By Pam Pollan
Alex Borsky gave a talk, “In Pursuit of the Triple Crown: A Journey Along Our National Trails
System,” sponsored by the Princeton Public Library on February 9th.
Borsky, who was raised in Princeton and lived here for much of his life, told the packed room of his
completion of three long distance hikes, known as the Triple Crown of Hiking, covering some 8,000
miles, including the Appalachian Trail (AT) in 2013, the Pacific Crest Trail (PCT) in 2021 and the
Continental Divide Trail (CDT) in 2022. All of the Triple Crown trails are well traveled, he said.
He enjoyed recreational adventures as a teen in the Princeton Venture Club, an organization
affliated with the Boy Scouts of America.
“We pursued a variety of outdoor recreational activities including canoeing the Allagash Wilderness
Waterway in northern Maine, bicycling from Montreal, Quebec to back home in Princeton, a variety of
overnight backpacking trips in the White Mountains and New Hampshire, and sailing in Narragansett
Bay in Rhode Island, etc.” he said.
Borsky fell in love with long distance hiking while climbing Mt. Katahdin, after graduating from the
University of Maine in Orono, where he received a B.S. in Marine Science and minor in Fisheries.
Spanning 2,200 miles from Maine to Georgia, the Appalachian Trail crosses 14 states. There were
frequent opportunities to resupply food, water and other resources, he recalled. The trail was well-
established and had town amenities, was easy to navigate and well-marked. The AT is known for its
social characteristics, compared to the PCT and the CDT, he said.
He hiked in the Pacific Northwest in 2014 and 2015. When the pandemic hit in 2019, he was living in
Oregon and decided to relocate back to Princeton. While his plans to hike the PCT were postponed,
he focused on shorter trails and his self-reliance.
“More often than not, there are no specific campgrounds (on the PCT and CDT), so backcountry
users reply on their knowledge of Leave No Trace principles to determine appropriate places to make
camp in order to minimize impact to the trail and surrounding environment,” he said. The AT had
numerous three-sided shelters for camping.

The PCT covers 2,650 miles from Mexico to Canada, and runs through California, Oregon and
Washington State. Opportunities for resupply were less frequent so, he planned ahead and sent
supplies to himself via general delivery, for pickup at the post office.
Stretching 3,100 miles from Mexico to Canada, the CDT was his favorite of the three Triple Crown
trails. It was the most challenging because everything was extreme from the weather to the wildlife on
the long western trails, he said. The trail crosses five states and travels through the desert and alpine
“The CDT still maintains a sense of “wild,” something that, in my opinion, the AT and PCT has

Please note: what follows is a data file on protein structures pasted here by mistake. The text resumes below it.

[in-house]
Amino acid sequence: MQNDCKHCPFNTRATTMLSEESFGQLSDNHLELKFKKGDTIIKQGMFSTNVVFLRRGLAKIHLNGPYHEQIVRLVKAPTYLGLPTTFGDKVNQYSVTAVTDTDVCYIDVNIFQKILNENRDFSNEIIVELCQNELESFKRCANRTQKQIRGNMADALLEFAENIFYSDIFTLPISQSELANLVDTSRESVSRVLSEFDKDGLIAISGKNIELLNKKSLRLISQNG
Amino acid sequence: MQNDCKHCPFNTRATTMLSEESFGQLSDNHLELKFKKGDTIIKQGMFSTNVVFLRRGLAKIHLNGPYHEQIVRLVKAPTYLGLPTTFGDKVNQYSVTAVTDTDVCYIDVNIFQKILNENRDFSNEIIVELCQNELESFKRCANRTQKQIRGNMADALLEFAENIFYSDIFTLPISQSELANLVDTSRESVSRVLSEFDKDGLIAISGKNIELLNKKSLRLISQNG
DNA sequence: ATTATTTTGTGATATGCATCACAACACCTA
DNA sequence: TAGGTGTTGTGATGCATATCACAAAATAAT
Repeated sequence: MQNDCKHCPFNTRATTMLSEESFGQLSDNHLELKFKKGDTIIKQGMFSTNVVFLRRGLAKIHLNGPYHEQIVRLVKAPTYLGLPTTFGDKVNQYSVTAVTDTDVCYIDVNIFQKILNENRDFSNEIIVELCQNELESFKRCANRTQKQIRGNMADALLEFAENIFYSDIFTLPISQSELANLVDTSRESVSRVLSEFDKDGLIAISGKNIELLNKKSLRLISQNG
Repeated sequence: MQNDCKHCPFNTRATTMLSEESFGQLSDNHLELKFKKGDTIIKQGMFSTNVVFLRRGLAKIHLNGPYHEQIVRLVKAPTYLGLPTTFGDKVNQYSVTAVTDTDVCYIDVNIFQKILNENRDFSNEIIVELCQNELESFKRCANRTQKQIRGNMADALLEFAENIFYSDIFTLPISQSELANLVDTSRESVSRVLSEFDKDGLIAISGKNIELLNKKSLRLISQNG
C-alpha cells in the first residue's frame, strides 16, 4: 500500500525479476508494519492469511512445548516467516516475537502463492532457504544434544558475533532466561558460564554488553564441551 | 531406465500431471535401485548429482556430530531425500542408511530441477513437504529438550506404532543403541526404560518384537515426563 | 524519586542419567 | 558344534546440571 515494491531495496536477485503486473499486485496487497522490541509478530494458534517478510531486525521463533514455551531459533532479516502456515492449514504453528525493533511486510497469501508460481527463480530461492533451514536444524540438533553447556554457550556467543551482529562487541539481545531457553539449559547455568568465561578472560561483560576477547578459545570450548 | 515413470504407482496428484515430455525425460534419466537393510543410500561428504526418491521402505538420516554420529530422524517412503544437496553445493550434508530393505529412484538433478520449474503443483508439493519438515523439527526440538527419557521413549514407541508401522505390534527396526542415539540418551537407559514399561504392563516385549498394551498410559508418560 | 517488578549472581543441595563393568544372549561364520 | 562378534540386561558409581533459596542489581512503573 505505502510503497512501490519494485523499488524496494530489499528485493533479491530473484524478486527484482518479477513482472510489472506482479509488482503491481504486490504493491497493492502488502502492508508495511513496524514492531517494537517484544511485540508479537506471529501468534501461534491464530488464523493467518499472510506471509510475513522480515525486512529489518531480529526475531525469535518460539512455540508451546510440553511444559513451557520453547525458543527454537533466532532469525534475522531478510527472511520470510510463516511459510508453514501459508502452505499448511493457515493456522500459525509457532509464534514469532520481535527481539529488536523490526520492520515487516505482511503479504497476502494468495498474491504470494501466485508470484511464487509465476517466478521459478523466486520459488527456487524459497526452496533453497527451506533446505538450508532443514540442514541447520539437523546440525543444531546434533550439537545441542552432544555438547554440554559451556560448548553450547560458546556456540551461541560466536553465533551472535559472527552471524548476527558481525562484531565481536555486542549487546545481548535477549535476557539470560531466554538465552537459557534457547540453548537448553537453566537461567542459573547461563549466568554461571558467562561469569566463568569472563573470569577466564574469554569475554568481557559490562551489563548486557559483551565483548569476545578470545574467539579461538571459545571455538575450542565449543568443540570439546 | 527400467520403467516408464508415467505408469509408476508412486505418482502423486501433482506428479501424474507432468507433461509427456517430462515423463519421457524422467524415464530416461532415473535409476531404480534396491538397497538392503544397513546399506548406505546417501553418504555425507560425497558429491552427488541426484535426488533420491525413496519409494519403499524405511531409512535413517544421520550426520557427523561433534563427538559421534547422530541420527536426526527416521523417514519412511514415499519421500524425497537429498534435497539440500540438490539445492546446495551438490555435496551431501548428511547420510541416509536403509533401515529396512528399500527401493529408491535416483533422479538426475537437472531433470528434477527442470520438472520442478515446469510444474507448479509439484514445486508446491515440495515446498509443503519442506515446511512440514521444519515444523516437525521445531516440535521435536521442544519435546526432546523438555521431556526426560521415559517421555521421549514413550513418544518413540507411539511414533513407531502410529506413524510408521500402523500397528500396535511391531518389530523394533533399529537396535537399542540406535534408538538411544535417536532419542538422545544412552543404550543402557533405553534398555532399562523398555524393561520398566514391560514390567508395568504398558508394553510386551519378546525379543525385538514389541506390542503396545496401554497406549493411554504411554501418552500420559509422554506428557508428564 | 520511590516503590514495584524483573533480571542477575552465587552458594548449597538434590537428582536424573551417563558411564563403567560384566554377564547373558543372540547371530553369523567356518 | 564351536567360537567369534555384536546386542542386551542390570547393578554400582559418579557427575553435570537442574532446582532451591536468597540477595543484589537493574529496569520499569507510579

largely lost due to development and popularity. The trail itself, as well as the vast wilderness areas it
passes through, presents some of the most remote, rugged and challenging terrain offered in the
lower 48 states. It truly required me to utilize the majority of my wilderness skills that I have acquired
and developed over the years, a great final test and way to cap off my long-distance hiking
endeavors,” he said.
Tips for Long Distance Hiking
Borsky recommends that anyone preparing to do long distance hiking “consider the inherent risk,
which becomes more substantial the further you get from emergency services.”
He said hikers need to make sure they have adequate gear and skill level to attempt such hikes.
They need to consider the weather, what the roads will be like, how they will get to the trailhead, be
aware of how to manage snow, avalanche, fire, and wildlife concerns. He asked hikers to be honest
with themselves.
“Your safety and life could be dependent on it,” he said.
Borsky encountered wildlife on all three Triple Crown trails. Out west, he ran into black bears,
grizzlies and cougars.
“Management of wildlife is dependent upon species and situation,” he said. In general that
maintaining proper food handling and storage and keeping adequate viewing distance is most
important for the safety of both the hiker and the animal, he explained.
“Wildfires have the potential to present risk on any trail, but especially when hiking out west”, Borsky
He encountered wildfires on both the PCT and CDT, but they did not greatly impact his hike, he said.
“The best way to manage wildfires is through self-awareness. This includes being aware of what
might be burning within your vicinity before entering backcountry, and maintaining adequate means to
navigate and exit the backcountry in case you encounter an unforeseen fire.”
Borsky said he was extremely fortunate to not deal with any significant injuries while hiking.
“Injuries are obviously impossible to predict, but listening to your body especially when something
does not feel right and taking a break to assess its condition is crucial,” he said.
He traveled and camped alone.
”The hiking community tends to be very friendly, so it is not challenging to strike up a conversation
with others while on the trail. These conversations, as well as time spent in towns, definitely help
mitigate any feelings of loneliness.
What’s next for Borsky?
He plans to attend graduate school and depending on the school/program, pursue an M.S. in
either Fisheries Science or Natural Resources.